JD: Yes, this book I’ve been working on for three years—it’s basically the book I wish I had when I was 17. Half of the book talks about introduction to improvisation of blues, funk and rock ‘n’ roll and the other half is more technical gear oriented; talks about choosing electric violin working with an amplifier, working with effect pedals, things that a lot of street players are new at and it’s based on questions I’ve been asked repeatedly by intermediate and advanced students that I’ve had who were entering this world of music and it talks about all the techniques a street player has to learn in order to make a living. Unless you’re lucky enough to land an orchestra gig or a soloist, there are a lot of things that you need to do in order to be a full-time musician.

Examiner: One of your songs was in the soundtrack of the Will Ferrell produced movie, The Virginity Hit. It’s called, Scarlet’s Waltz. Is that the only soundtrack you’re on?

JD: There was also a movie soundtrack for an independent film I did called, ‘What’s up, Scarlet?’ That soundtrack I wrote with my songwriting partner, John LaBarbera. It came out in 2006 but it was a non-exclusive use of the music so Will Ferrell went out and produced The Virginity Hit and thought it would be cool to use in his movie. That movie was a fiction reality show it was about a high school kid trying to get laid. It’s like an ‘American Pie’ type of movie.  There’s a song on the new album (The Next World) called Road Rage; which I hope will appear on a video game. We’ve been approached about using our music on the video game, ‘Rock Band.’ That’s something I’m going to be putting together over the next few months. They don’t have a ‘violin’ controller for Rock Band I don’t know what they’re going to do with that! (laughs).

Examiner: You’ve performed with Bruce Springsteen, Sheryl Crow, Everclear, Ritchie Blackmore of Deep Purple, Smokey Robinson, Aretha Franklin, Johnny Mathis, Les Paul, Phoebe Snow, Jane Monheit, and Robert Bonfiglio etc. Did they specifically ask you to work with them?

JD: Well, every situation was different. We did a recording with Robert Bonfiglio he’s a classical harmonica player. And we wrote a bunch of tracks with Phoebe Snow. And Bruce Springsteen he was performing at Madison Square Garden playing his 1973 sophomore album in its entirety E Street Shuffle and they had a small string section that they put together and I played with for one song which he hadn’t performed in 35 years called, New York City Serenade. I’m a huge Springsteen fan and playing with him I was on ‘cloud 9!’ With Ritchie Blackmore, I played on two songs from his album, ‘Ghost of a Rose’ that was an individual collaboration.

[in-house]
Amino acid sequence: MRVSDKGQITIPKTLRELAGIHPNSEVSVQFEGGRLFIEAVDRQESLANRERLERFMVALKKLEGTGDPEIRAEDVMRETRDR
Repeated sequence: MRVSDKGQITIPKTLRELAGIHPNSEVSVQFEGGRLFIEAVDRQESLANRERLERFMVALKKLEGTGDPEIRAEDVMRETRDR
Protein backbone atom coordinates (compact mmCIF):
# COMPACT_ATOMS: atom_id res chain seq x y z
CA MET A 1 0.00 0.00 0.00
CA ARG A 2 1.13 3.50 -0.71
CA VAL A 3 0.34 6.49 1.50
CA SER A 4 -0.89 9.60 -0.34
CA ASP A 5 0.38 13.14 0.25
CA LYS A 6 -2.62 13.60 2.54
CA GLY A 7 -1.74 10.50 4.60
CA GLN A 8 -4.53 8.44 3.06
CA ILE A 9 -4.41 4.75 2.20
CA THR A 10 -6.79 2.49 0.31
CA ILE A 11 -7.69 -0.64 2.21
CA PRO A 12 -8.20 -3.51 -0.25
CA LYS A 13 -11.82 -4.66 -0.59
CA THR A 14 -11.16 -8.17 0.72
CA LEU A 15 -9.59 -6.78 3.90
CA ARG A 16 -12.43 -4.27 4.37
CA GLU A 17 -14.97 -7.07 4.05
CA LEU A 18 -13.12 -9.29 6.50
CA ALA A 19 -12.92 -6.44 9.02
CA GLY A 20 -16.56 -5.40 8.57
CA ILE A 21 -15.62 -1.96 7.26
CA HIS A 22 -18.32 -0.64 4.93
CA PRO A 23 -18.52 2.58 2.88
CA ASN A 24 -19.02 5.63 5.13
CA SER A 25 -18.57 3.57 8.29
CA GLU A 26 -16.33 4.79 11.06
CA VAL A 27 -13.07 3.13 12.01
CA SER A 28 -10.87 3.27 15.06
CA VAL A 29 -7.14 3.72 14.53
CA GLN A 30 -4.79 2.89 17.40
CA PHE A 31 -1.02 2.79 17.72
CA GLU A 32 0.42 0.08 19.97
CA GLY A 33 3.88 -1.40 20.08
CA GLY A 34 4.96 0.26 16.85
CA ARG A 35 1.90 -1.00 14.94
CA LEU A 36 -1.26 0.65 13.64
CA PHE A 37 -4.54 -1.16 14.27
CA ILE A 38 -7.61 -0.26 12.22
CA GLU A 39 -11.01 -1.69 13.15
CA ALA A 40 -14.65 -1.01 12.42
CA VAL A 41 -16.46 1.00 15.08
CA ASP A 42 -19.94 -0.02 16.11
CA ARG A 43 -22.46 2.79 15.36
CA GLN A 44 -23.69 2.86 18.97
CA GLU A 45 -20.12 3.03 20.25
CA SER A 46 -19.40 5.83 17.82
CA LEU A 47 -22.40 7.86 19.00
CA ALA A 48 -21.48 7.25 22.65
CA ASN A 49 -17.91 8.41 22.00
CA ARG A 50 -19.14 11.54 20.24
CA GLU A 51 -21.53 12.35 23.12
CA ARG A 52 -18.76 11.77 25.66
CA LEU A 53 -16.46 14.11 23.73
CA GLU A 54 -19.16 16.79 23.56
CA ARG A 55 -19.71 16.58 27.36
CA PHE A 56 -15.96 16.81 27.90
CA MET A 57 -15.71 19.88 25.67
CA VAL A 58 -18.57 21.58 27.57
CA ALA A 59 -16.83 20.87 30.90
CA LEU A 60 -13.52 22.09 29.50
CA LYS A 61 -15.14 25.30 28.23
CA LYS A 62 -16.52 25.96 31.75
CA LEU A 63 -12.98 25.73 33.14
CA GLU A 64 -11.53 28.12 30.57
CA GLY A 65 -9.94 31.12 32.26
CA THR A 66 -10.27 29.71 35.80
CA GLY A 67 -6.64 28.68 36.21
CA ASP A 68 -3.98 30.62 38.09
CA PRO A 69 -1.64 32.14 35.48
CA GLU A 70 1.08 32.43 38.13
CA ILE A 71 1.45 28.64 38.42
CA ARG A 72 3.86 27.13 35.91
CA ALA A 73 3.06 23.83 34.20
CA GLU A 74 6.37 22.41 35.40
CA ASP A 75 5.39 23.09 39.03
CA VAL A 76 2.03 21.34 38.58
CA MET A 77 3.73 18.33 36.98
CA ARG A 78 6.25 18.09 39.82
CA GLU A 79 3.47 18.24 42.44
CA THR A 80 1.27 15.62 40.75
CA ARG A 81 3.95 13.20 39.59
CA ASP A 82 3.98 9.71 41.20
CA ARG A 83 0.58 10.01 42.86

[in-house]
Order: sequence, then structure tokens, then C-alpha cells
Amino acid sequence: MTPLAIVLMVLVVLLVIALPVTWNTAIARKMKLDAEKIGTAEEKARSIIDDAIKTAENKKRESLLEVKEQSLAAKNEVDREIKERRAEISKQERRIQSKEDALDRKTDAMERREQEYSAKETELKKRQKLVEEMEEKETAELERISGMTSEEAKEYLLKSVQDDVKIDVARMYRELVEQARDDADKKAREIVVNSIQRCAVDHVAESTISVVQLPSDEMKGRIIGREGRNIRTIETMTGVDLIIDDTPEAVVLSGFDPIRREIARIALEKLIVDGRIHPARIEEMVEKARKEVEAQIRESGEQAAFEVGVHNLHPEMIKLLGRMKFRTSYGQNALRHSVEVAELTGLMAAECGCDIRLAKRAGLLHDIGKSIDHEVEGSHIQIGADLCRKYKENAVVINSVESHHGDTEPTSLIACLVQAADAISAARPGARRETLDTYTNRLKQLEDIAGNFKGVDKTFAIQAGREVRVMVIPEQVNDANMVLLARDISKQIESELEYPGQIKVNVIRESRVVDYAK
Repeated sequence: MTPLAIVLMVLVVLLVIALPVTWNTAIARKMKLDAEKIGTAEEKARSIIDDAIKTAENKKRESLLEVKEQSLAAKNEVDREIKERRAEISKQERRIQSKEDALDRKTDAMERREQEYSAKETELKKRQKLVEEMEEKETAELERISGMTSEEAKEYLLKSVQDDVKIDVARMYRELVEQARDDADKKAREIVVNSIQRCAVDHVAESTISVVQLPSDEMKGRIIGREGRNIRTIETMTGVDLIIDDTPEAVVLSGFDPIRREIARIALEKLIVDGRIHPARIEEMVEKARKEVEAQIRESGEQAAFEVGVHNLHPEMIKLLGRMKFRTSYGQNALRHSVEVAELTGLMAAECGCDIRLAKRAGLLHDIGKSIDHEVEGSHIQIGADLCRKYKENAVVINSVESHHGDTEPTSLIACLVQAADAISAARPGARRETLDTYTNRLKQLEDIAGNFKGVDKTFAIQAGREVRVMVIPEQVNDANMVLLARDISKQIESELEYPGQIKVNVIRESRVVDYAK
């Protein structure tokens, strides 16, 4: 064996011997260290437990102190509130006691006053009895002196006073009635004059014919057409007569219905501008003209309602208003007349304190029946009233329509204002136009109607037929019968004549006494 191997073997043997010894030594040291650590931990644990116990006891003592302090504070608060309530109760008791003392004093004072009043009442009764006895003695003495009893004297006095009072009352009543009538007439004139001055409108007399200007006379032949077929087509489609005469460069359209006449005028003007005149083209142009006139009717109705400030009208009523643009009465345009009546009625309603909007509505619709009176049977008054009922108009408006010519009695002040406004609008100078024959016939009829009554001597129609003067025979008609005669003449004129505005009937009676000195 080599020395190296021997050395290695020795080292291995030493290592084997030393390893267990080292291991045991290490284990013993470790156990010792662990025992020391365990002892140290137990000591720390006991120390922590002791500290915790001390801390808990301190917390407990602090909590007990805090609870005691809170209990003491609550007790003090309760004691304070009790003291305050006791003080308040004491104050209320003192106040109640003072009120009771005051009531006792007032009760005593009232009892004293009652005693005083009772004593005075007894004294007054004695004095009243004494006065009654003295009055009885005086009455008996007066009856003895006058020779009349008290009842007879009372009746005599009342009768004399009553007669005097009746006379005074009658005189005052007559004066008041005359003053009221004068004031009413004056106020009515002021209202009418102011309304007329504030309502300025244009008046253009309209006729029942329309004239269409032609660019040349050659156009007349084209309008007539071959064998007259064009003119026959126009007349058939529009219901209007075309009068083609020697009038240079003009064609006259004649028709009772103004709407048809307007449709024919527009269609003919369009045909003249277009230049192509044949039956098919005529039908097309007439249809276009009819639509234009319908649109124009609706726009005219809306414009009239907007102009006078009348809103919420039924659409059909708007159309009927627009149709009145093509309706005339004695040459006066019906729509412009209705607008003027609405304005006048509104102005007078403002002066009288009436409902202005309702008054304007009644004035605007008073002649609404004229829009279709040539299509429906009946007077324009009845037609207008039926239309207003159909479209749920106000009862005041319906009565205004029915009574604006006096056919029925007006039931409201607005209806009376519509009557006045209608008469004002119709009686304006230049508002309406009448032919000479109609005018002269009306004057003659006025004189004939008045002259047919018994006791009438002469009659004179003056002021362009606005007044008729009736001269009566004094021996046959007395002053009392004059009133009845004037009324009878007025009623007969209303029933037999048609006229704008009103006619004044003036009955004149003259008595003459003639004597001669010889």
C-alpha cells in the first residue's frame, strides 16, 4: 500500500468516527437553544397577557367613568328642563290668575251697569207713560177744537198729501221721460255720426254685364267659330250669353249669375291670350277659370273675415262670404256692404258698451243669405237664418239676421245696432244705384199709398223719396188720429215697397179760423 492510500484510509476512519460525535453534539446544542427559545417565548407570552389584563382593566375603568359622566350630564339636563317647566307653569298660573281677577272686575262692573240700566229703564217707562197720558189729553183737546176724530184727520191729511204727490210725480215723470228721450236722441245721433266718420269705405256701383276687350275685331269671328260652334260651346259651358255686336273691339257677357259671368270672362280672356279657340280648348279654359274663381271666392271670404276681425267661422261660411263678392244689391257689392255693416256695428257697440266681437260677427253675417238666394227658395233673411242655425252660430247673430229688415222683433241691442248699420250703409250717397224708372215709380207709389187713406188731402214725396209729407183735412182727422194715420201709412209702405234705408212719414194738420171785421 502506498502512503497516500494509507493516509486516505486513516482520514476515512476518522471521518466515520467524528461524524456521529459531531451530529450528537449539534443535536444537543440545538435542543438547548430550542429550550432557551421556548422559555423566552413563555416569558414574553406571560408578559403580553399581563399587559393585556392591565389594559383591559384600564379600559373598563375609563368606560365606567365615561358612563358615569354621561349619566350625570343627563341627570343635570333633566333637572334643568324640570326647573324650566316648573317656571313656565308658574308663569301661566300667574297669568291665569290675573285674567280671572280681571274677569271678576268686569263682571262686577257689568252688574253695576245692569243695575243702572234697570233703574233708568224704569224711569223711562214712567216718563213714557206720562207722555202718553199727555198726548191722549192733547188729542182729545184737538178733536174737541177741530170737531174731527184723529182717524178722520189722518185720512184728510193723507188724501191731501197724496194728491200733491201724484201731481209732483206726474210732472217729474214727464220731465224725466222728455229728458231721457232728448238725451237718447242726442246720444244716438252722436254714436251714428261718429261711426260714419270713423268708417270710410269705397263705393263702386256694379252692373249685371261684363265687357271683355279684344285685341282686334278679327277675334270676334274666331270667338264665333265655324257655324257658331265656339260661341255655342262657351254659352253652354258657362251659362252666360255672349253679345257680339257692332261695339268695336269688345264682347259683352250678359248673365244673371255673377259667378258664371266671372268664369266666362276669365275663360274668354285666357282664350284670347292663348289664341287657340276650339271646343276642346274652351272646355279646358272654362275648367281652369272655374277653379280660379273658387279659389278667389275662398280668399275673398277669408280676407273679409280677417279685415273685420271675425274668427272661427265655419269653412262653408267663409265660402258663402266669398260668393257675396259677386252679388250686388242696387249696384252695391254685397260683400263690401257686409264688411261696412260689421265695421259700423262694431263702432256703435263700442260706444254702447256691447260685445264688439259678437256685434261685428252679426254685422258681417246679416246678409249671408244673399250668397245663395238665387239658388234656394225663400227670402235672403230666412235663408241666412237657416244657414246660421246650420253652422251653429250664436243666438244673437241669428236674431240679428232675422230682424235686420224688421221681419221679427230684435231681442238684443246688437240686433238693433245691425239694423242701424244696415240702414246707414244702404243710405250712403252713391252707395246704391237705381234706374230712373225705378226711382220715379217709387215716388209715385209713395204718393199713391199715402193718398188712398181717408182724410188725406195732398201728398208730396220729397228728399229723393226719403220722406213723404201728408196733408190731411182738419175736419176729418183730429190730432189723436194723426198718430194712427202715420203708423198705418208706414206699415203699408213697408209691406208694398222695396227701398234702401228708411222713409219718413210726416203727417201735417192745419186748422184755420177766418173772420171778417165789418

Examiner: You also appeared as a soloist with the New York City Ballet!

JD: That was a piece called, ‘Red Angel’ written by Richard Einhorn. I was the second musician to ever play it the first was Mary Rowell.  She was a friend of mine who recommended me to that engagement. It was a solo electric violin and dance recital. It was one of my great experiences.

Examiner: You played for former President Clinton, performed on MTV and at the Rock ‘n’ Roll Hall of Fame. Your music has been featured on CMT, VH1, ABC, Comedy Central, The Travel Channel, History Channel, Food Network and National Geographic Channel. You also taught at Mark O’Connor’s renowned String Camp and Mark Wood’s Rock Orchestra Camp.

JD: Yes, I’ll be returning to Mark Wood’s camp this year. I’m very passionate about education, which is why I wrote my book. There are new opportunities for street players and I love sharing the information that I have. Every person I teach at those camps, they’re very much individual artists. It’s fun to see those kids faces ‘light up’ when I teach them how to play the blues or when I work with a pedal it’s very inspiring!

Examiner: How long have you played the electric violin?

JD: I bought my first electric violin in 1995. It was a six-string solid body electric violin made by a man named Eric Jensen. In 2003, I bought a Mark Wood violin. He makes these incredible instruments that strap on to your back unlike the traditional violin. I still play my acoustic violin at least 50 percent of the time.

Examiner: Your latest CD, ‘The Next World’ is out now. It sounds like ‘progressive rock’ is that your primary musical influence. Who were your musical influences and was it progressive rock?

JD: I think my biggest influence was progressive rock. I liked Frank Zappa, Radiohead, and Dream Theater. It was the music that is in my heart and those were the people I was drawn to. I love Electric Light Orchestra (ELO). I haven’t seen any bands that are fronted by the electric violin and sing that do this kind of music. I’m a child of the 70s I think I was born 10 years too late! (he joked!)

Examiner: Sadly, the bassist Bob Bowen, died tragically in a bicycle accident in Manhattan in 2010. How did that affect the band and what was he like as a person and how would he best be remembered?

JD: Bob was an incredibly talented very inspired human being. He had a childlike love of life and music and enthusiasm and he encouraged everyone to have positive energy. He was also a great artist he did the artwork for the new album The Next World. I knew him for almost 13 years—we went to school together that’s where I met him. He played on one song on the new album and also on my 2010 jazz trio album. He was an avid biker and he was crossing a bridge into town and an on-coming truck ran a red light and hit him. He lost a lot of blood and was unconscious in the hospital for a week and then he died. The cover is his and it’s our way of honoring him.